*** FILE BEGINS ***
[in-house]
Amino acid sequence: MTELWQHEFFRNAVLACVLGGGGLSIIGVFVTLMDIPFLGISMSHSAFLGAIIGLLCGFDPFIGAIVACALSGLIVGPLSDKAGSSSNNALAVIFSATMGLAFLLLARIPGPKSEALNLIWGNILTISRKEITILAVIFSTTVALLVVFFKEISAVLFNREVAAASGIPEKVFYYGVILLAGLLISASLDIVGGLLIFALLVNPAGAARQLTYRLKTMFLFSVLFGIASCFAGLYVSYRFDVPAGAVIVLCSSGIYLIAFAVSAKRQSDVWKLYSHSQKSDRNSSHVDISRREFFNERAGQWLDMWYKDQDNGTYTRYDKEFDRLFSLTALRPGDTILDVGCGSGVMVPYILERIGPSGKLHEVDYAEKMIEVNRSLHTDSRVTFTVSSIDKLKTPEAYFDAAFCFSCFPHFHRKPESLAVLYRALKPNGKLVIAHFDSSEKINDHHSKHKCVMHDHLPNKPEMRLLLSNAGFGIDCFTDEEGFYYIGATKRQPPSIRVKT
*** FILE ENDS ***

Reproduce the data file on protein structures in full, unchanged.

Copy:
[in-house]
Amino acid sequence: MTELWQHEFFRNAVLACVLGGGGLSIIGVFVTLMDIPFLGISMSHSAFLGAIIGLLCGFDPFIGAIVACALSGLIVGPLSDKAGSSSNNALAVIFSATMGLAFLLLARIPGPKSEALNLIWGNILTISRKEITILAVIFSTTVALLVVFFKEISAVLFNREVAAASGIPEKVFYYGVILLAGLLISASLDIVGGLLIFALLVNPAGAARQLTYRLKTMFLFSVLFGIASCFAGLYVSYRFDVPAGAVIVLCSSGIYLIAFAVSAKRQSDVWKLYSHSQKSDRNSSHVDISRREFFNERAGQWLDMWYKDQDNGTYTRYDKEFDRLFSLTALRPGDTILDVGCGSGVMVPYILERIGPSGKLHEVDYAEKMIEVNRSLHTDSRVTFTVSSIDKLKTPEAYFDAAFCFSCFPHFHRKPESLAVLYRALKPNGKLVIAHFDSSEKINDHHSKHKCVMHDHLPNKPEMRLLLSNAGFGIDCFTDEEGFYYIGATKRQPPSIRVKT